• \$\begingroup\$ Thanks @JYelton - is 17.5 ohms of resistance really worth it - it seems so minimal? How long do you reckon this circuit would last for without these resistors? \$\endgroup\$ Commented Jan 25, 2013 at 23:44

This setup of LEDs is parallel so your forward voltage of the LED is 1.6V. Do not use 80V! You have to use a limiting resistor so that your per LED current doesn't exceed 80ma. Total current of the array would be 1280ma. Remember 100ma / LED is absolute maximum according to the datasheet!.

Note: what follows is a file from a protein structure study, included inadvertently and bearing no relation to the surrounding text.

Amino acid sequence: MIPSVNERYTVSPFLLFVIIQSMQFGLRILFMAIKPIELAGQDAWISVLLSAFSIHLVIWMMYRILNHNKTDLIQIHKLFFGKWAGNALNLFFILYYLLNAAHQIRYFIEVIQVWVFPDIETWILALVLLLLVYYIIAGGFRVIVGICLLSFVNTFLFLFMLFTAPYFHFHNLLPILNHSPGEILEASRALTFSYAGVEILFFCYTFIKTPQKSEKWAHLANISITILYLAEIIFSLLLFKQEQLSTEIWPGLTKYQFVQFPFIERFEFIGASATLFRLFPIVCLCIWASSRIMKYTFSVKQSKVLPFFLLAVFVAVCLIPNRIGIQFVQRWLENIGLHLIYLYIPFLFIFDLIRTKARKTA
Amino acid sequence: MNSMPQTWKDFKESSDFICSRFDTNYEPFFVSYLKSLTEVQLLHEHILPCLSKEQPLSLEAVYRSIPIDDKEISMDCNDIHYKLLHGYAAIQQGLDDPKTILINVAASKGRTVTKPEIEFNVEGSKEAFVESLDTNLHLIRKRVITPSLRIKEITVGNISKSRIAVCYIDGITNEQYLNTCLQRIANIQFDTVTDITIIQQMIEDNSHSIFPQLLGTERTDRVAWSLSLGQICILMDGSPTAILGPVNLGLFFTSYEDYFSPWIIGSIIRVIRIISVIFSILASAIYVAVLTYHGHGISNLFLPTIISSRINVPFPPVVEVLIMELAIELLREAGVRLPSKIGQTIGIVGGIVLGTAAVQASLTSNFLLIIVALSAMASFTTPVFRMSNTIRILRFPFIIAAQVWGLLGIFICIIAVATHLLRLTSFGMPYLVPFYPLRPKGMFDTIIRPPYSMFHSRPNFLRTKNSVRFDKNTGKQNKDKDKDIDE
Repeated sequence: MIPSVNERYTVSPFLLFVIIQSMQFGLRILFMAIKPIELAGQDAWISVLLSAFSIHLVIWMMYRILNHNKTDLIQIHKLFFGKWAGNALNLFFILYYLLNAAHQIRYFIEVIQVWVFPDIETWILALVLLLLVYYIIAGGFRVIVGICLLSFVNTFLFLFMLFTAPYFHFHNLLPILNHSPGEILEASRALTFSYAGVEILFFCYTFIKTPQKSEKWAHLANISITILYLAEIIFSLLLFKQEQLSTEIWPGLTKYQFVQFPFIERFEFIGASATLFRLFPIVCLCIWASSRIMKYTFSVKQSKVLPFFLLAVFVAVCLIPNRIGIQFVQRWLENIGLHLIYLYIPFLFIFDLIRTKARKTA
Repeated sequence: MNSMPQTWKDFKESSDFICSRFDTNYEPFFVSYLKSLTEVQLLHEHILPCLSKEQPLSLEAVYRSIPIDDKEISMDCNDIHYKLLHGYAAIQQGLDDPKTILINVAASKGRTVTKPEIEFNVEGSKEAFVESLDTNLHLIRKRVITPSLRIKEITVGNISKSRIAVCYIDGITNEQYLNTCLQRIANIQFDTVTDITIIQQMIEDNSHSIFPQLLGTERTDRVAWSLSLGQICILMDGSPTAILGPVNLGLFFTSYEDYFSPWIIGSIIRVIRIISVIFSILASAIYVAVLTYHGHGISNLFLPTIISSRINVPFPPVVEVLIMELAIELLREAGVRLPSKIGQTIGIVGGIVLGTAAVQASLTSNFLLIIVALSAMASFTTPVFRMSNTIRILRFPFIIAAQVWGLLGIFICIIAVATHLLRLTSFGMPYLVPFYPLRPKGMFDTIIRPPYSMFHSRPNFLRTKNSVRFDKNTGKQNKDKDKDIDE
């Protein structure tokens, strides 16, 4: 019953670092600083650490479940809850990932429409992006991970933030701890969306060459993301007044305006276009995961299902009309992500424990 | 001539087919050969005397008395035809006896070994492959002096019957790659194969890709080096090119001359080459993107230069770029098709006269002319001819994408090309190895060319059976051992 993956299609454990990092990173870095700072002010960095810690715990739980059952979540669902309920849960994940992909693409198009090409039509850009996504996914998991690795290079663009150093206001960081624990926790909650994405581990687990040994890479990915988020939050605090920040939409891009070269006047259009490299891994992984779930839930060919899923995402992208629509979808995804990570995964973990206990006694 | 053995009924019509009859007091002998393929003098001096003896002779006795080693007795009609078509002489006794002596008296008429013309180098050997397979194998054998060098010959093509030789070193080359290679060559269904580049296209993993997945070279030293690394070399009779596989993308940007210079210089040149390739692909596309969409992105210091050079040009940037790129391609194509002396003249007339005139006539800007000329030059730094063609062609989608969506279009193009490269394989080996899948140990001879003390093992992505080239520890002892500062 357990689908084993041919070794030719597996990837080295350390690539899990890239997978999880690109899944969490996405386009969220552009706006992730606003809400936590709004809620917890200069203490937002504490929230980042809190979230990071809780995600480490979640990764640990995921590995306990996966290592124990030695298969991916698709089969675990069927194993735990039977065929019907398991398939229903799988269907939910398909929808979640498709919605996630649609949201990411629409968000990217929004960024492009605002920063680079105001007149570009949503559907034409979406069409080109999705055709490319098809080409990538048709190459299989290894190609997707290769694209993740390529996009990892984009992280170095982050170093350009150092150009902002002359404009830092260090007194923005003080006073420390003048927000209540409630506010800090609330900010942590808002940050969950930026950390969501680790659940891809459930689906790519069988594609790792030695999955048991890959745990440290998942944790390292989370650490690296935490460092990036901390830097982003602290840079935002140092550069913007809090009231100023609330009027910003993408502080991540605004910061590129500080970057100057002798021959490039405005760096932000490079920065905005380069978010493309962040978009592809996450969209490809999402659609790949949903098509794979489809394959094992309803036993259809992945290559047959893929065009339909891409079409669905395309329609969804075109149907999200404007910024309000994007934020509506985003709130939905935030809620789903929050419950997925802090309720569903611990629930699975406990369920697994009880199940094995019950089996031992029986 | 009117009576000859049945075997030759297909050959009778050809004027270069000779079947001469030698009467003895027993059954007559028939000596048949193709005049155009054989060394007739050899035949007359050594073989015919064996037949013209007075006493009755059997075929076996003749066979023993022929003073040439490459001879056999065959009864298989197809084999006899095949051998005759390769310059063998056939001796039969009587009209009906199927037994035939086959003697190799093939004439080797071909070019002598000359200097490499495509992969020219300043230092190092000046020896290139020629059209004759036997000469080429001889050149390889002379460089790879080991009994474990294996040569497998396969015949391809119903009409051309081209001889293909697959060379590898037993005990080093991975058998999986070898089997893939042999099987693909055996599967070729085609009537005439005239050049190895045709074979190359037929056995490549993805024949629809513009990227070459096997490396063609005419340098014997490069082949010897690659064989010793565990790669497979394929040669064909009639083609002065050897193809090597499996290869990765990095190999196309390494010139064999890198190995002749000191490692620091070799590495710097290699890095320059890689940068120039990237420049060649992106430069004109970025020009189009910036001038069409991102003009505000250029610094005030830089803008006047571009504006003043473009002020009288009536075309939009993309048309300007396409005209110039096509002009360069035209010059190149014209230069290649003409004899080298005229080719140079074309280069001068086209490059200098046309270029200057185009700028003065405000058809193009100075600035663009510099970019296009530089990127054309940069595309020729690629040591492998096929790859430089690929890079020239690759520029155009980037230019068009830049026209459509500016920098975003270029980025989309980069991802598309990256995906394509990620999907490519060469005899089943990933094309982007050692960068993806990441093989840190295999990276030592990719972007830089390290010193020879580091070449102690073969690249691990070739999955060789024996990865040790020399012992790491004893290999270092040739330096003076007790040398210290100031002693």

• \$\begingroup\$ So I need a resister for each of my LEDs? Can't I just have one at the start of my circuit? \$\endgroup\$ Commented Jan 25, 2013 at 21:32
  • \$\begingroup\$ Will it be okay todo this? olliejones.com/LED_setup_resist.png \$\endgroup\$ Commented Jan 25, 2013 at 22:17
  • \$\begingroup\$ Thanks. Okay - to do that, I doooo: V/I, this is case its 3.0V / 1.6 = 1.875? ... so I need a resister of 1.875? \$\endgroup\$ Commented Jan 25, 2013 at 22:22
  • \$\begingroup\$ Oh no wait .. ^ thats just for one LED, surely? Could I do 1.875 x 4? \$\endgroup\$ Commented Jan 25, 2013 at 22:23
  • \$\begingroup\$ Thanks Chetan - It says the resister should be 15 Ohms. Could you do me a massive favour and check this for me? I've never done that much electrical stuff before, and I don't want to destroy it. Thanks! \$\endgroup\$ Commented Jan 25, 2013 at 22:30